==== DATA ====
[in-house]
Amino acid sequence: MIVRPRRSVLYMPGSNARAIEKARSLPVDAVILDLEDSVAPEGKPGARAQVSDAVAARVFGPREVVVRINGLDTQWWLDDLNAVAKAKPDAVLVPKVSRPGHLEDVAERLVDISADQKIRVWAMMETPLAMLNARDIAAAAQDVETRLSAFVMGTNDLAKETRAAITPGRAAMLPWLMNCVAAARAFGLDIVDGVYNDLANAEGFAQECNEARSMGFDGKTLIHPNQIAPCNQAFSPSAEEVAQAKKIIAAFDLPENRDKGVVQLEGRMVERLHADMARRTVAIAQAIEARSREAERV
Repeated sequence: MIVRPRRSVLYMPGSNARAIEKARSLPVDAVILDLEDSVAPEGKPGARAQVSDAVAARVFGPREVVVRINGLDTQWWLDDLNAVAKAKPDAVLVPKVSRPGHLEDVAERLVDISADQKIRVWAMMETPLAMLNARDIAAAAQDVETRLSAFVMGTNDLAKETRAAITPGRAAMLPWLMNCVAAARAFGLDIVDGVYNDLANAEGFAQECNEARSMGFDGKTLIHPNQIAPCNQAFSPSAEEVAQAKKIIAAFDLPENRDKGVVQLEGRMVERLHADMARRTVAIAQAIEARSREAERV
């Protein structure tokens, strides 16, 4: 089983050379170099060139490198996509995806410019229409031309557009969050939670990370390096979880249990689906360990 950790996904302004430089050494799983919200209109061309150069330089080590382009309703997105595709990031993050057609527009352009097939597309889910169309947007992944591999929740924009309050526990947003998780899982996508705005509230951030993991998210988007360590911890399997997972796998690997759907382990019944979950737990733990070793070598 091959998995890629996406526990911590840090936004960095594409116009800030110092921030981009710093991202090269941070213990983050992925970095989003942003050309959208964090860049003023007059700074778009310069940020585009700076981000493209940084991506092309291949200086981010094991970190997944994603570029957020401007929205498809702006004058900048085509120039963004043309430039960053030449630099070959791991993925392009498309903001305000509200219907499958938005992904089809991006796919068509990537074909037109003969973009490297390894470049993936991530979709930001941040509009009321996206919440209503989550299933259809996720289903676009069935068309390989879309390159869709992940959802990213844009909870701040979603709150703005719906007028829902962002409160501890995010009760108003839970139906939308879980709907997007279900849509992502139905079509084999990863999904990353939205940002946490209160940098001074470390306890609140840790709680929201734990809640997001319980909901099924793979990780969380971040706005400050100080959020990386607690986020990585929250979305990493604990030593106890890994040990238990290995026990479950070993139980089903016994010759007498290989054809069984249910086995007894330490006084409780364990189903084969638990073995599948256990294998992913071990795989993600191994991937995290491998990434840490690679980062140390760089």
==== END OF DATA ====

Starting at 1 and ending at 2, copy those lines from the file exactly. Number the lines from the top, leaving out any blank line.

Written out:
[in-house]
Amino acid sequence: MIVRPRRSVLYMPGSNARAIEKARSLPVDAVILDLEDSVAPEGKPGARAQVSDAVAARVFGPREVVVRINGLDTQWWLDDLNAVAKAKPDAVLVPKVSRPGHLEDVAERLVDISADQKIRVWAMMETPLAMLNARDIAAAAQDVETRLSAFVMGTNDLAKETRAAITPGRAAMLPWLMNCVAAARAFGLDIVDGVYNDLANAEGFAQECNEARSMGFDGKTLIHPNQIAPCNQAFSPSAEEVAQAKKIIAAFDLPENRDKGVVQLEGRMVERLHADMARRTVAIAQAIEARSREAERV